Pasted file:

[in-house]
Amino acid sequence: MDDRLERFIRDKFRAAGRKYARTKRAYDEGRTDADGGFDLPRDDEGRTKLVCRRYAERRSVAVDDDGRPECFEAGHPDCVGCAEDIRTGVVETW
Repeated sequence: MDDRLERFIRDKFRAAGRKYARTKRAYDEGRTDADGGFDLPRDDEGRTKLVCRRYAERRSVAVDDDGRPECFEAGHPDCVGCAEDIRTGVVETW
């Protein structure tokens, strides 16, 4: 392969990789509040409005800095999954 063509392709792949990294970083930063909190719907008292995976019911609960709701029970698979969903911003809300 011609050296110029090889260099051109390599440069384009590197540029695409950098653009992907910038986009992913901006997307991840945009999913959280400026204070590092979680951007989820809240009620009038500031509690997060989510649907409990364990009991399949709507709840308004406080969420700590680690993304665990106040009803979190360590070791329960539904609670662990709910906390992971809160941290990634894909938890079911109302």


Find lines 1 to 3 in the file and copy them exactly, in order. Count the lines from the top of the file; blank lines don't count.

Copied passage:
[in-house]
Amino acid sequence: MDDRLERFIRDKFRAAGRKYARTKRAYDEGRTDADGGFDLPRDDEGRTKLVCRRYAERRSVAVDDDGRPECFEAGHPDCVGCAEDIRTGVVETW
Repeated sequence: MDDRLERFIRDKFRAAGRKYARTKRAYDEGRTDADGGFDLPRDDEGRTKLVCRRYAERRSVAVDDDGRPECFEAGHPDCVGCAEDIRTGVVETW